## Example

Compute the capacity of a beam shown in Figure-1. The dimension of the beam is 250 mm width (b), 380 mm height (h), and 350 mm effective depth (d). The thickness of the one-way slab is 100mm. The yield strength of steel bar (fy) is 280 MPa, and concrete compressive strength (fcy’) is 17 MPa.

### Solution:

**1. Loads on the RCC Slab**

Self-weight= concrete unit weight * Volume of concrete

** ** = 24 * 0.1= 2.4 KN/m^{2}

Live load on Slab= 2.4 KN/m^{2} (Office use; per Table 4-1 in ASCE standard (ASCE/SEI 10-7)).

Finishing loads on slab= 0.8 KN/m^{2}

Total dead load on the slab= 2.4+0.8= 3.2 KN/m^{2}

**2. Loads on the Beam**

Self-weight= concrete unit weight* beam width*beam height

=24 * 0.28*0.25= 1.68 KN/m

Dead load from the slab= 12.8 KN/m

Live load from the slab= 9.6 KN/m

Ultimate distributed load on the beam (Wu)= 1.2*(1.68+12.8)+1.4*9.6= 30.816 KN/m

#### 3. Compute Applied Moment

Assume partial fixity of columns

Applied moment (Mu)= (Wu * l^{2})/10 = (30.816*5.5^{2})/10=93.218 KN.m

**4. Geometry of the Original Section**

Width (b) = 250 mm (consider the beam as rectangular section)

Height (h) = 380 mm, and effective depth (d) = 350mm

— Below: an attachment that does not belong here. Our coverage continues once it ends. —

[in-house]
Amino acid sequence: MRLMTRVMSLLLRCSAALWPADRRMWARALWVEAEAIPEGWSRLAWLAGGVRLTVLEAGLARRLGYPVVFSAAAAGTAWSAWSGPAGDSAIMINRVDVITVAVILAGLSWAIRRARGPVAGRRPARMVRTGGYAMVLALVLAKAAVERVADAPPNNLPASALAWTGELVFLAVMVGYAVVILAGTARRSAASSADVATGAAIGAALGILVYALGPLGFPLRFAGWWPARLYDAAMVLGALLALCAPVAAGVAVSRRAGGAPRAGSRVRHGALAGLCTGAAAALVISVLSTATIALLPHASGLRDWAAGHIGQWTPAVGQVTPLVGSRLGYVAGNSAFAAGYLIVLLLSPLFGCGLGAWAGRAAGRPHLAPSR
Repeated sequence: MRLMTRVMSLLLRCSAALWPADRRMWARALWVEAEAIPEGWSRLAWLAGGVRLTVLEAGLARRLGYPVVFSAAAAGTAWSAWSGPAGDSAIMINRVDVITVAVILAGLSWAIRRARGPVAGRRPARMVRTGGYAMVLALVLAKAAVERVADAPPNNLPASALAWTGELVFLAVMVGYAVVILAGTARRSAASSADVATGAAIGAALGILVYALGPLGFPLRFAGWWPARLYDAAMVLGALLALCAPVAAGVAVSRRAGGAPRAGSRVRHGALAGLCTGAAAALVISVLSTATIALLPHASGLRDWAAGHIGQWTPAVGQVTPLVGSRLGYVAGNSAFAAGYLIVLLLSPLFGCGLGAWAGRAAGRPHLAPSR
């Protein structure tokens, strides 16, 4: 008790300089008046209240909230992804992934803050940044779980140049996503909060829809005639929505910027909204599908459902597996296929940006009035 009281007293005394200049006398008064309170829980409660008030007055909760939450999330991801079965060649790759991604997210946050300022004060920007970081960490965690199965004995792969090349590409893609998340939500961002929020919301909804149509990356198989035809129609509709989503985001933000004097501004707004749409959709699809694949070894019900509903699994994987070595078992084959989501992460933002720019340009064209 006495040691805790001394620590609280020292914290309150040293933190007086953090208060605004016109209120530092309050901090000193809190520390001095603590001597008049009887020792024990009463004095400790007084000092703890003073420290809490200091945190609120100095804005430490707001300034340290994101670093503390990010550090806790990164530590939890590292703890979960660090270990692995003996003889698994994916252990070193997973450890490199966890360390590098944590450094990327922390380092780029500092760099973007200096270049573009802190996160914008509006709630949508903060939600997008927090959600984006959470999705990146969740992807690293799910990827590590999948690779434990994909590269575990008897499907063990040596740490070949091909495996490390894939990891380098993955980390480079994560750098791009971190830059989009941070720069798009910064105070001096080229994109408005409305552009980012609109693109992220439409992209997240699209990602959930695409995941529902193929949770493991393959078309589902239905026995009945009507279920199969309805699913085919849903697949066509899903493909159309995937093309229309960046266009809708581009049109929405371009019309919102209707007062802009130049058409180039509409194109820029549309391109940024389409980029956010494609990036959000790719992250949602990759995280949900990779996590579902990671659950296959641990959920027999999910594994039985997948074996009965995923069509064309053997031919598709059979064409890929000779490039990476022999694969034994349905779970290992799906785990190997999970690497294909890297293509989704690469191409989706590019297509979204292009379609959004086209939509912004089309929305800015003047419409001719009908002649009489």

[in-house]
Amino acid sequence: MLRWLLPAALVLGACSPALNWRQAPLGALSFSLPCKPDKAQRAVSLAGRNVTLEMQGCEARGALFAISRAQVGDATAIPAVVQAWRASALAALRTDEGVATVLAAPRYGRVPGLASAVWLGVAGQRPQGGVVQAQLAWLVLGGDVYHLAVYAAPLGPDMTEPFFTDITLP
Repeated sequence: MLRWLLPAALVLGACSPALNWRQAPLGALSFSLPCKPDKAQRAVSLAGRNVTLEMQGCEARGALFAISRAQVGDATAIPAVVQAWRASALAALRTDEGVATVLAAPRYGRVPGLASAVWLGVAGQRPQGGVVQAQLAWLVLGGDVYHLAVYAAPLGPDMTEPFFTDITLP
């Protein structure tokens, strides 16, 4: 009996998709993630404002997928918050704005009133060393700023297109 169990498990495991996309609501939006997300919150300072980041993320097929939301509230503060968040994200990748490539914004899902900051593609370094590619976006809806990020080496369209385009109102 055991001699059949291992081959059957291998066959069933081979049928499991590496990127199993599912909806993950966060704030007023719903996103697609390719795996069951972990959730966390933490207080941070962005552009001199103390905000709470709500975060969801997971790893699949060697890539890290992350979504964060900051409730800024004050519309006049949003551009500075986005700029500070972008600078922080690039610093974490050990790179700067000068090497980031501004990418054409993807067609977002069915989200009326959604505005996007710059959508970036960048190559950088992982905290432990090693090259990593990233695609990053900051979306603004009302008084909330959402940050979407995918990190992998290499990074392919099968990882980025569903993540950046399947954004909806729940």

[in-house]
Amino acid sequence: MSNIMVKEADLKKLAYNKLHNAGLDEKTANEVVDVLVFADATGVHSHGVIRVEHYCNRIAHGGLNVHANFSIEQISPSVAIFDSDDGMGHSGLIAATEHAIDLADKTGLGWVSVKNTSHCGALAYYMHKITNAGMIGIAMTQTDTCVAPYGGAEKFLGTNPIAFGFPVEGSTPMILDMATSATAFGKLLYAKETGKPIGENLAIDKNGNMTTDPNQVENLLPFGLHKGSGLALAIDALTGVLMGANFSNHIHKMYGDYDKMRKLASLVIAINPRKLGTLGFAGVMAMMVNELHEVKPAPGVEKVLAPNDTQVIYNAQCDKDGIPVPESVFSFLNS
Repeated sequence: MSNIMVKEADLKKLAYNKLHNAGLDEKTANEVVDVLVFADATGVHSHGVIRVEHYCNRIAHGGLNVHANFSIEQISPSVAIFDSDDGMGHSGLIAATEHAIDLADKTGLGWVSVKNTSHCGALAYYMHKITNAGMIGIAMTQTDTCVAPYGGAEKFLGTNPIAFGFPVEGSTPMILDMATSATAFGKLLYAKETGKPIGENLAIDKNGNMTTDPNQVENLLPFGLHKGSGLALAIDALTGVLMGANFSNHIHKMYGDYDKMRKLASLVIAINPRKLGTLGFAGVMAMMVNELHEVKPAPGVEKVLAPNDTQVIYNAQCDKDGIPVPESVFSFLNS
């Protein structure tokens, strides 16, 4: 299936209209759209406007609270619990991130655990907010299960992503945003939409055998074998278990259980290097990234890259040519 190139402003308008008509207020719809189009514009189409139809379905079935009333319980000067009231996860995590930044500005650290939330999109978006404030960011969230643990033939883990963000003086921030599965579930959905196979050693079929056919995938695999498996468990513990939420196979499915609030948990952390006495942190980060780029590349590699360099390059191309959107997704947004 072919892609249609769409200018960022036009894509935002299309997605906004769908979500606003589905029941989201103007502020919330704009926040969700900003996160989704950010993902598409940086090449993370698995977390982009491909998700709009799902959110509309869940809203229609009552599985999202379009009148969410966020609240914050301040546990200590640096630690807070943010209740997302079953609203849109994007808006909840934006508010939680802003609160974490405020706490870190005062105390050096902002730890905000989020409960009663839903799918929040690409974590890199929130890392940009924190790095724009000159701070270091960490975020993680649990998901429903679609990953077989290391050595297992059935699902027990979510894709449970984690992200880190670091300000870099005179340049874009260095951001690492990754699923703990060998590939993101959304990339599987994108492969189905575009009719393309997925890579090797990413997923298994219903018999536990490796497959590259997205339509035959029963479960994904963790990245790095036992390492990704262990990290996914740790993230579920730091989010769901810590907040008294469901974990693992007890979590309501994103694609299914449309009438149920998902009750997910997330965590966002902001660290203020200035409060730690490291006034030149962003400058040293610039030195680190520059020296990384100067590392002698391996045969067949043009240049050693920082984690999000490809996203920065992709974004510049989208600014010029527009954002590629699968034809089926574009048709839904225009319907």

Used Bars: 4 No. 16

#### 5. Compute Resistant Moment

Reinforcement area (As) = ((PI/4)*D^{2})* No. of bars = (PI/4)* 16^{2}* = 804.24mm^{2}

Depth of rectangular stress block (a) = (As*fy)/ 0.85*fc’*b = (804.24*280)/ 0.85*17*250 = 62.33 mm

Neutral axis (c)= a/0.85= 62.33/0.85= 73.33 mm

c/dt= 73.33/350= 0.209<0.375, hence the strength reduction factor (Phi) is 0.9. c/dt is a value which is used to determine the exact value of strength reduction factors for different concrete elements.

Design Moment (Resistant moment) (Md)= Phi*As*fy(d-0.5a)

Design Moment (Resistant moment)= 0.9*804.24*280(350-(0.5*62.33))= 64617804.82 N.m = 64.61 KN.m

Since, resistance moment= 64.61 KN.m< applied moment= 93.218 KN.m, the beam needs improvement and its load-carrying capacity has to be increased.

## FAQs

**How do you calculate the load bearing capacity of a beam?**

1. Estimate loads on the beam.

2. Measure the existing dimensions of the concrete member and estimate its reinforcement area and concrete strength.

3. Evaluate the beam’s capacity using equations of strength design method and specifications provided by applicable codes like ACI 318-19 and IS 456.

**How to estimate concrete strength of existing concrete beam?**

Several test methods are available for the evaluation of the concrete strength of an existing beam, for instance, core cutter test, ultrasonic test, Windsor probe test, etc.

**How to calculate self-weight of a beam?**

Self-weight is equal to the RC unit weight (24 KN/m^3) times the beam’s volume (cross-section area of the beam times 1 m). The value expressed in weight per unit length.

**Read More**

Design of Rectangular Reinforced Concrete Beam

Non-destructive Tests on RC Structures: Basic Methods, and Purposes

Strengthening Techniques of Reinforced Concrete Beams-Bond Characteristics